traditional Archives - Sala Global

Finest Sri Lankan Traditional handcrafed Wooden Masks

The history of Sri Lankan masks actually dates as far back as the 15th century, with strong links to devil-worship. For anyone interested in the art of Sri Lankan mask carving and mask dances, a trip to Ambalangoda is a must. Different parts of this island nation has mastered different types of arts for the last thousand years or so, and the Southern part of the island has many arts and history contained.

For example the Southern dance style, the Southern musical instruments, even the way they fish is an art that no other part in the island follows. Travelling south from Colombo you will find the city of Ambalangoda- the city of masks. Here in this video you will find a very special stories behind these masks revealed.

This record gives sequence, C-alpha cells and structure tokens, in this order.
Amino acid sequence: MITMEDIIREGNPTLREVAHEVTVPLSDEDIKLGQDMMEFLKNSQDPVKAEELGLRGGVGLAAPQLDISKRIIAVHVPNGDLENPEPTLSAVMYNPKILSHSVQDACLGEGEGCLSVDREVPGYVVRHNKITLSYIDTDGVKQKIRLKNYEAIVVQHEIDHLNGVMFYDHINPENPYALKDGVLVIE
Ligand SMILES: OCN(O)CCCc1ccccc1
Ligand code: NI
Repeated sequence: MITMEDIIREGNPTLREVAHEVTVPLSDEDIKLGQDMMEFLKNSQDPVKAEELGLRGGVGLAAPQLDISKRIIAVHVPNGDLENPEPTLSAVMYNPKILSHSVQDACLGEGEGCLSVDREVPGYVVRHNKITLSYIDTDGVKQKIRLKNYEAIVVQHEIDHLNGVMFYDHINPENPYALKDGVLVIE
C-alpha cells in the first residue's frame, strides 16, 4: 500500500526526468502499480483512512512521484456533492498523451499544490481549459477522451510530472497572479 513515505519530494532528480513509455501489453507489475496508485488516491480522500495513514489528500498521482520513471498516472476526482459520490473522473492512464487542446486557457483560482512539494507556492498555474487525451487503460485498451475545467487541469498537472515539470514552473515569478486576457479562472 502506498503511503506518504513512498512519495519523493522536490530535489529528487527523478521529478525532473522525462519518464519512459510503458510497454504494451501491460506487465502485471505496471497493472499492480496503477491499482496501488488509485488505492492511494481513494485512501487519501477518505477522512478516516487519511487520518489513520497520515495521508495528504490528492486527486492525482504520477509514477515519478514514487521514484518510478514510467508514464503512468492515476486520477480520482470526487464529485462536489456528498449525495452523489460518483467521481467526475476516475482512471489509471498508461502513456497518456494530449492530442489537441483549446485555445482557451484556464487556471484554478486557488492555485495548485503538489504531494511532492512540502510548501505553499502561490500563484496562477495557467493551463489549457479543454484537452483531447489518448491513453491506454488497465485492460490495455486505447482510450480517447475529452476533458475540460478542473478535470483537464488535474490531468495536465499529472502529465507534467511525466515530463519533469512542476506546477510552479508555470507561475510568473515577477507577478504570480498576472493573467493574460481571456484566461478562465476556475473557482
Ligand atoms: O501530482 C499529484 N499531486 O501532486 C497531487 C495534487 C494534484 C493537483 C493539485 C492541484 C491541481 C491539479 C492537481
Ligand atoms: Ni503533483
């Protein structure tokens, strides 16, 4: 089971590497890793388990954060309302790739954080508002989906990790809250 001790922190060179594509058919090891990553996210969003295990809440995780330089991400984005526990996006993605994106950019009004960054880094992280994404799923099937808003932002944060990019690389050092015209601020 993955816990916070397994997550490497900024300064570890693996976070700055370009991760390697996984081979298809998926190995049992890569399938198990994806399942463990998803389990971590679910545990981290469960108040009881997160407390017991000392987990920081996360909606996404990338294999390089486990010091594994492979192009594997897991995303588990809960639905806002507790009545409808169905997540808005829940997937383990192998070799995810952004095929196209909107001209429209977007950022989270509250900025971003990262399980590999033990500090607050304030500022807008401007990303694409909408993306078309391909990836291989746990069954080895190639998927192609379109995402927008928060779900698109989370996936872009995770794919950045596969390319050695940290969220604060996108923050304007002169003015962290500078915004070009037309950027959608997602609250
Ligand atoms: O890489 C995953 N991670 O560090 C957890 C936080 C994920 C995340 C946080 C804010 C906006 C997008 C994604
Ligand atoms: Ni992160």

There you will find Laksala  a museum, workshop and library dedicated to everything mask related.

 Mask of Sri Lanka suggest dramatic and varying meanings to the visual image, hopes and imagination arising from the beliefs and fears of the rural folk. These are consider to be part of religion, ritual dramas and folk theatre with ritual overtones.

In Sri Lanka, we mainly use masks for mask dances, while hanging masks in the household to cast off the evil eye is also popular. There are three types of mask dances: Raksha (Demon), Kolam (Folktale) and Sanni (Devil Dance). Apparently, there are eighteen different Sanni masks, each specializing in curing specific illnesses.

While the production of handcrafted masks using traditional methods and the performing of devil dances to cure ailments have both greatly diminished in recent years, the making of synthetic masks and the enactment of devil dances for outsiders is still popular in the southern coastal region. Besides, surely it’s r